My experience of advocating change in the food system has taught me the absolute importance in engaging with people. You have to be in this for the long haul. In engaging with people, you identify those who want to work alongside you, and not just talk.
There are many models for engagement. A model appropriate to guide a change from industrial to sustainable food systems is New Zealander Peter Cammock’s 3Es model (from the book The Dance of Leadership). Central to the model is the dynamic between the processes of envisioning, engaging and enacting.
Notice that Peter Cammock uses “envision”, rather than “vision”. This implies that the vision evolves through engaging and enacting. The vision may have originated with, or been adopted by the leader, but it is an organic vision that can grow an adapt as the engagement process happens. It is said that people own what they create, and if they have input into the vision, they are more likely to engage with it.
The three-step model elaborates to 10 steps. Good leaders follow this process naturally. They know when to talk, they know when to roll their sleeves up and get involved, and they can zoom out and zoom in to see the big picture as they need to.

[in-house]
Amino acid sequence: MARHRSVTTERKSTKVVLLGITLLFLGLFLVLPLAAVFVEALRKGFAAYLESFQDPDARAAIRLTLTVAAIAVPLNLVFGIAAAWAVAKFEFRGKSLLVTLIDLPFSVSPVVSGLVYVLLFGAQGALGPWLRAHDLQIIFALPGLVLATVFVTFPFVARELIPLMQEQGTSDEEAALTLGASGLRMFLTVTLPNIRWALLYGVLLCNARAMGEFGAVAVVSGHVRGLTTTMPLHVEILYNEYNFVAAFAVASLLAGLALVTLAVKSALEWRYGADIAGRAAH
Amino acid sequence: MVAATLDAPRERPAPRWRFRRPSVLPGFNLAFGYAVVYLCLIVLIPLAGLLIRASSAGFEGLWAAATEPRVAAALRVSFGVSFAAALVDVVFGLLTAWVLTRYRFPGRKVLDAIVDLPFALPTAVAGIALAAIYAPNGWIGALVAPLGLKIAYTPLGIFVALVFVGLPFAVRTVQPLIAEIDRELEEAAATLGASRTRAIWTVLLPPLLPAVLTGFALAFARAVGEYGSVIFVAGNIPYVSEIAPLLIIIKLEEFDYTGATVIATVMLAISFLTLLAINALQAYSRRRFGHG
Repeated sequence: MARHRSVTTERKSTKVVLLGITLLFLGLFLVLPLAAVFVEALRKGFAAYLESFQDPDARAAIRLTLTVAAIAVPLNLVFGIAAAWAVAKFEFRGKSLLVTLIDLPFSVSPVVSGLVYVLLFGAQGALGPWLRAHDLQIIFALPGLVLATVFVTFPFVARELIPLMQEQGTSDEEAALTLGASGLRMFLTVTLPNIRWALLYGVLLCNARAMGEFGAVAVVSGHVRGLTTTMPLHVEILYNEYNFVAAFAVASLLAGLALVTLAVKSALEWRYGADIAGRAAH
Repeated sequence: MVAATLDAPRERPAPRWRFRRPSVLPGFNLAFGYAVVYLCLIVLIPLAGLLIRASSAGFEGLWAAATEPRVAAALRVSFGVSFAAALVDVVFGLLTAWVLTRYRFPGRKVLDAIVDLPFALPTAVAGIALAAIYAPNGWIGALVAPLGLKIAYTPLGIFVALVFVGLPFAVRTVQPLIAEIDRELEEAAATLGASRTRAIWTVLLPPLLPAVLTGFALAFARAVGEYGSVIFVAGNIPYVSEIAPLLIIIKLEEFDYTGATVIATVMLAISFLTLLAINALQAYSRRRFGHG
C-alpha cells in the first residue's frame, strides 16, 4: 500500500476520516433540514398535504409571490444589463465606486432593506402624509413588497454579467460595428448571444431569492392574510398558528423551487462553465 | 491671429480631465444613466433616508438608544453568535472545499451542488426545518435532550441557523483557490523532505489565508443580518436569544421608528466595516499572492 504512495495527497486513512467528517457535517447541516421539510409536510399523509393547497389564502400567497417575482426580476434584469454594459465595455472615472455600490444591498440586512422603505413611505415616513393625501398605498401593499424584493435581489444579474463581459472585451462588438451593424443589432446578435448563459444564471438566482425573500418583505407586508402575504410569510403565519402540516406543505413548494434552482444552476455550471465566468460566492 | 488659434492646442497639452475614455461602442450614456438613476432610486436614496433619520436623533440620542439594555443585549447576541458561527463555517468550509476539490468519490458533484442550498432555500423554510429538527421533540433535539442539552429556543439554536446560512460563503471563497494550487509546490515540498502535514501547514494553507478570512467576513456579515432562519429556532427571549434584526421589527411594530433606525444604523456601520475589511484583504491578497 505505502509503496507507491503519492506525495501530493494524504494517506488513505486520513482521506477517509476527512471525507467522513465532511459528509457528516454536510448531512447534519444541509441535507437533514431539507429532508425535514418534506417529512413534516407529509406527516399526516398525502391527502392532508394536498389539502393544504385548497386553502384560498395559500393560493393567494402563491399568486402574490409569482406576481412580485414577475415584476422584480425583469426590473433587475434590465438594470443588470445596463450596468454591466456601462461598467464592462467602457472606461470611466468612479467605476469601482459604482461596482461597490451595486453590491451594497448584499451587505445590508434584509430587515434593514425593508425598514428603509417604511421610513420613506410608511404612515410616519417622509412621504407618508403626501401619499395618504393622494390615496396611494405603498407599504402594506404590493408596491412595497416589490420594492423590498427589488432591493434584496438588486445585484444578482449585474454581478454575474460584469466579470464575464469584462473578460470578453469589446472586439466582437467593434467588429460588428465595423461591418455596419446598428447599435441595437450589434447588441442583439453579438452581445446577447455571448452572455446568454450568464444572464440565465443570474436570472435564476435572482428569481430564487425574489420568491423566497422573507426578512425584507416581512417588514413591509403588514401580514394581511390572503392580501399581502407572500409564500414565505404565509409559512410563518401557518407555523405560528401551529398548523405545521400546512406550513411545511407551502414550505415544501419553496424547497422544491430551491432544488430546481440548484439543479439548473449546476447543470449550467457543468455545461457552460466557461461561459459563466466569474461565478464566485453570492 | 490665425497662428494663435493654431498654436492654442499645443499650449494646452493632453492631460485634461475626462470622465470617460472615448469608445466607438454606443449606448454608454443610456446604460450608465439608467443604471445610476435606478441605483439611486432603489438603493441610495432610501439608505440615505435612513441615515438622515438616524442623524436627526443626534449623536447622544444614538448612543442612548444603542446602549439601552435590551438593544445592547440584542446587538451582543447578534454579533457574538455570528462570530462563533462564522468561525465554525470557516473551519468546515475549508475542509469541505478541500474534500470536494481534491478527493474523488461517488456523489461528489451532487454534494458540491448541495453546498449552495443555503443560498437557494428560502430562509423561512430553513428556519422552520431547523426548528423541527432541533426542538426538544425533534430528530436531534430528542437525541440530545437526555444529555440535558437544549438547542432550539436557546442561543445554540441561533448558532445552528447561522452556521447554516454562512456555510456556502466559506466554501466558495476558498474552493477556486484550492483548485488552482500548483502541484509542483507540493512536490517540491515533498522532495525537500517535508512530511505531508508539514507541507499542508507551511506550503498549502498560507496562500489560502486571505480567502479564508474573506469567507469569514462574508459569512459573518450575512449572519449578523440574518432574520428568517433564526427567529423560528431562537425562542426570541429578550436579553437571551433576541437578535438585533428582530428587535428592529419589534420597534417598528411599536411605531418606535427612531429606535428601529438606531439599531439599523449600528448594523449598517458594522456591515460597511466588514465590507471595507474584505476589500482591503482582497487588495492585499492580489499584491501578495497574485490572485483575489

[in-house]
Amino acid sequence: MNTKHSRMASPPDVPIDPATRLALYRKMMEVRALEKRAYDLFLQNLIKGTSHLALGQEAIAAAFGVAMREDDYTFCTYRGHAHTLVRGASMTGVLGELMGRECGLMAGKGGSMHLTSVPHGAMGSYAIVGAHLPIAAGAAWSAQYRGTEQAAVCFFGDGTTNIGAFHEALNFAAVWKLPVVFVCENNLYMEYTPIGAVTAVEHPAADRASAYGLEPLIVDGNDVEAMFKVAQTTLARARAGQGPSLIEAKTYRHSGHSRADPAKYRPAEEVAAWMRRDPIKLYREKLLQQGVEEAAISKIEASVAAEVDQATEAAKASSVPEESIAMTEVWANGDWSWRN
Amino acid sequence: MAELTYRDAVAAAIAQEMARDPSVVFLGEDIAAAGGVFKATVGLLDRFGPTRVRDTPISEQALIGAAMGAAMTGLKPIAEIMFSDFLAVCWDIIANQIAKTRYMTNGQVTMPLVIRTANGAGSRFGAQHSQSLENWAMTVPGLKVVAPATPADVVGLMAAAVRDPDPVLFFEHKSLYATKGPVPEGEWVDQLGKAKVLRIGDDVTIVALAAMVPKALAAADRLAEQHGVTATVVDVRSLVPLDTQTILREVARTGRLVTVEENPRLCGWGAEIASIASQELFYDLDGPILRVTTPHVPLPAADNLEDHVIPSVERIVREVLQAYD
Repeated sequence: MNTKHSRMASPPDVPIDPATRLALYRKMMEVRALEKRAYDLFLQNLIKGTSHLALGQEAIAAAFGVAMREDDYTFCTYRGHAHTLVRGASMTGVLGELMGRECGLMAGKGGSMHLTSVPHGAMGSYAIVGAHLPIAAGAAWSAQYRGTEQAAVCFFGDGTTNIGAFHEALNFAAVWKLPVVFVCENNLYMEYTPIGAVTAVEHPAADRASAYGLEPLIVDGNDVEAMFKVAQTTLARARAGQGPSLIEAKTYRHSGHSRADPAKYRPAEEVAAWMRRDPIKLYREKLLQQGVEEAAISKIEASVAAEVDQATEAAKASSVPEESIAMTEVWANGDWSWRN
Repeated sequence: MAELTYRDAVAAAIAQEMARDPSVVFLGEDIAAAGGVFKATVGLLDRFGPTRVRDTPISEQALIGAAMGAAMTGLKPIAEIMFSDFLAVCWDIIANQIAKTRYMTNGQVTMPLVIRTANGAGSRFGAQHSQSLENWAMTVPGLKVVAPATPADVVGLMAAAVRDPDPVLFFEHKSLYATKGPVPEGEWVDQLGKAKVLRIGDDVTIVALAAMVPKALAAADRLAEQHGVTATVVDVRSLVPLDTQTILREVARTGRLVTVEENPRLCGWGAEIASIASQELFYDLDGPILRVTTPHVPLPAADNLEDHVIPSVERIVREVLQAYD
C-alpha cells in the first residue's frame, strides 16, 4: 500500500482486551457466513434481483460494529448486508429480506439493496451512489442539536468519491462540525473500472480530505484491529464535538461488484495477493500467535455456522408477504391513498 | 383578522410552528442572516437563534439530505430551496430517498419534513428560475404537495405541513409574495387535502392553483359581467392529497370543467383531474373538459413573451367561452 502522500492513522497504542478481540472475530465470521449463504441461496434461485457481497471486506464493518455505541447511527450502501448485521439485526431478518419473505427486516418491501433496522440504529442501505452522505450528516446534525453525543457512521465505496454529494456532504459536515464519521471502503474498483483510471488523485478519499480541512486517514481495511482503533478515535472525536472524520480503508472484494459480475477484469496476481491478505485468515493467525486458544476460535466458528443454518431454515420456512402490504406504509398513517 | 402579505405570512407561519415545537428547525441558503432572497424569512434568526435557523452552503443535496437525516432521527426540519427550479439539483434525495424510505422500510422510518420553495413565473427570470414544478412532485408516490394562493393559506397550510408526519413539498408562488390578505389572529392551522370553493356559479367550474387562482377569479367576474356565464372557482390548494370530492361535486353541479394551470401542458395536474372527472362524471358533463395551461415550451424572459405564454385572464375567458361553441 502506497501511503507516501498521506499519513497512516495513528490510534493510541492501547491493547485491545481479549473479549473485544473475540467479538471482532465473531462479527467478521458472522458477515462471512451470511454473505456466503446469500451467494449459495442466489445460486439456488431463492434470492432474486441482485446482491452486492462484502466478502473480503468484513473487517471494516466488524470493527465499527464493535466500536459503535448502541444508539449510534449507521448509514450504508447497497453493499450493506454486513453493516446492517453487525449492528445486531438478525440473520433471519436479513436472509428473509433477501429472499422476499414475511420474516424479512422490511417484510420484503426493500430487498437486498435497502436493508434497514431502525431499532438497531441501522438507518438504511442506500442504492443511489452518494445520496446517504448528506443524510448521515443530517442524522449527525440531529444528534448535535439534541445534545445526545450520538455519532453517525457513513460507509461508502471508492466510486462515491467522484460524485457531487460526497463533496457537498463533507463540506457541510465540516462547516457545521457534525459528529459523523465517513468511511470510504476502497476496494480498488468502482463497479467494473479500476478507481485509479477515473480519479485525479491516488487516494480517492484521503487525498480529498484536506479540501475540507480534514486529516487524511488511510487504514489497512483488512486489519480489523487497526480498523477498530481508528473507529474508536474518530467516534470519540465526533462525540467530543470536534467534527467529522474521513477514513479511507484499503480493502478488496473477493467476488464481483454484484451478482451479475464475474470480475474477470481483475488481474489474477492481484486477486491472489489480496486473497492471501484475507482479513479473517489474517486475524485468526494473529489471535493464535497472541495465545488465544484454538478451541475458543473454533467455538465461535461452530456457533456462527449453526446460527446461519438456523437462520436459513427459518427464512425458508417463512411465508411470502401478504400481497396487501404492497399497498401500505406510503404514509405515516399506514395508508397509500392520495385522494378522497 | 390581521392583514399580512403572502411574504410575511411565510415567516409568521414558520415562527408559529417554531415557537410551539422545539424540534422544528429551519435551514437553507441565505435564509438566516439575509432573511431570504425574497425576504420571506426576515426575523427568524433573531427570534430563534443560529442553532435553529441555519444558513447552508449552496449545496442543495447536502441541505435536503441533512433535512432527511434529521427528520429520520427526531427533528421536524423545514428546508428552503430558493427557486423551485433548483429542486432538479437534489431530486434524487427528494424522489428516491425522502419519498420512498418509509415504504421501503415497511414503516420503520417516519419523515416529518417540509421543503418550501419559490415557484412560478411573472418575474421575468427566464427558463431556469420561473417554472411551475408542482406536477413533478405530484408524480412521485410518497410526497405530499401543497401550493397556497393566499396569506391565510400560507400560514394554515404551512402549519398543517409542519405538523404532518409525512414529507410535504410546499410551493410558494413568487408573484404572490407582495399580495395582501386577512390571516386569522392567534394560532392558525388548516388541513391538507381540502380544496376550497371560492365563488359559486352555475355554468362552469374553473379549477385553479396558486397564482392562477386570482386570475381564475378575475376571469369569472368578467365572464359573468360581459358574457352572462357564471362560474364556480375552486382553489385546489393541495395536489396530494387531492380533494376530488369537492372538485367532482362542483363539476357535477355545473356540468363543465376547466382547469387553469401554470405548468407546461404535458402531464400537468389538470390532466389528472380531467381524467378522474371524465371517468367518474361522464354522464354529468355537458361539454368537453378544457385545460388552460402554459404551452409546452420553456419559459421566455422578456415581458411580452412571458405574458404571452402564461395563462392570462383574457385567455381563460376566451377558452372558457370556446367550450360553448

Engagement is at the heart of the model through the processes of connecting, listening and engaging, team building and networking and communicating.
The 3Es model of change (Cammock, 2003)
Identifying good practice in sustainable food systems internationally helps in “seeing the whole” and “clarifying purpose”. The next step is to return to step one to “connect” and move through the engagement process. Those who engage will expand the envisioning process.
Leadership and change
The 3 Es model exemplifies leadership of change. Leaders is in there helping people to create shared vision and working with the willing. Everyone can lead!
These models are simple and accessible. People understand them quickly and are able to implement them in simple leadership roles. It is preferable to quickly learn simple models such as these and put them into action, rather then take on lots of theory. The corollary of this is accepting that everyone can lead and the need for leadership is everywhere, from leading oneself to global change.